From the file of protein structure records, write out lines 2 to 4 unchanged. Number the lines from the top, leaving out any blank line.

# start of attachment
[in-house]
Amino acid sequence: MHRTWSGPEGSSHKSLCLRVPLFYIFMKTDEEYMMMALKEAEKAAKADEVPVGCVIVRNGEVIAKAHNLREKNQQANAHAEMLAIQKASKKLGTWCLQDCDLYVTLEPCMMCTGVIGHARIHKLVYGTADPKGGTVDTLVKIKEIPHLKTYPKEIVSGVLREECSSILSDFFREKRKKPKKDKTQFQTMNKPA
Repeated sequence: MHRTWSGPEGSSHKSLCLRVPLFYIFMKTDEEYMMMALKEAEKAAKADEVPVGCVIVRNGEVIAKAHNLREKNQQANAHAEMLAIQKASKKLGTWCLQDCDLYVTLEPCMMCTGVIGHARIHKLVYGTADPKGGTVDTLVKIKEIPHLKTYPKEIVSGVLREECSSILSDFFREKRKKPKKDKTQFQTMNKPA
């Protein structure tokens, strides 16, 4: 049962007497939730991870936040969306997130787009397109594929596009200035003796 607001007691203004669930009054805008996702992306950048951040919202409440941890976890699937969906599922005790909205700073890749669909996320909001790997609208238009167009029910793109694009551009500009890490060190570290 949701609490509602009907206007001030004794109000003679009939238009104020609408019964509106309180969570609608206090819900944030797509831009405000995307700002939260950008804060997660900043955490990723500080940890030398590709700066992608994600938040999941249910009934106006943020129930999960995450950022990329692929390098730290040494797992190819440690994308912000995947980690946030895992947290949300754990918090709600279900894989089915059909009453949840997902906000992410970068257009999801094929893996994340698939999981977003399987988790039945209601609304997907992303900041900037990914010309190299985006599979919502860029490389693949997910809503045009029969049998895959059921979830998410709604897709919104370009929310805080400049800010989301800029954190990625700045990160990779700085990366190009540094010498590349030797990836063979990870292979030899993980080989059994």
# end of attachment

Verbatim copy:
Amino acid sequence: MHRTWSGPEGSSHKSLCLRVPLFYIFMKTDEEYMMMALKEAEKAAKADEVPVGCVIVRNGEVIAKAHNLREKNQQANAHAEMLAIQKASKKLGTWCLQDCDLYVTLEPCMMCTGVIGHARIHKLVYGTADPKGGTVDTLVKIKEIPHLKTYPKEIVSGVLREECSSILSDFFREKRKKPKKDKTQFQTMNKPA
Repeated sequence: MHRTWSGPEGSSHKSLCLRVPLFYIFMKTDEEYMMMALKEAEKAAKADEVPVGCVIVRNGEVIAKAHNLREKNQQANAHAEMLAIQKASKKLGTWCLQDCDLYVTLEPCMMCTGVIGHARIHKLVYGTADPKGGTVDTLVKIKEIPHLKTYPKEIVSGVLREECSSILSDFFREKRKKPKKDKTQFQTMNKPA
């Protein structure tokens, strides 16, 4: 049962007497939730991870936040969306997130787009397109594929596009200035003796 607001007691203004669930009054805008996702992306950048951040919202409440941890976890699937969906599922005790909205700073890749669909996320909001790997609208238009167009029910793109694009551009500009890490060190570290 949701609490509602009907206007001030004794109000003679009939238009104020609408019964509106309180969570609608206090819900944030797509831009405000995307700002939260950008804060997660900043955490990723500080940890030398590709700066992608994600938040999941249910009934106006943020129930999960995450950022990329692929390098730290040494797992190819440690994308912000995947980690946030895992947290949300754990918090709600279900894989089915059909009453949840997902906000992410970068257009999801094929893996994340698939999981977003399987988790039945209601609304997907992303900041900037990914010309190299985006599979919502860029490389693949997910809503045009029969049998895959059921979830998410709604897709919104370009929310805080400049800010989301800029954190990625700045990160990779700085990366190009540094010498590349030797990836063979990870292979030899993980080989059994």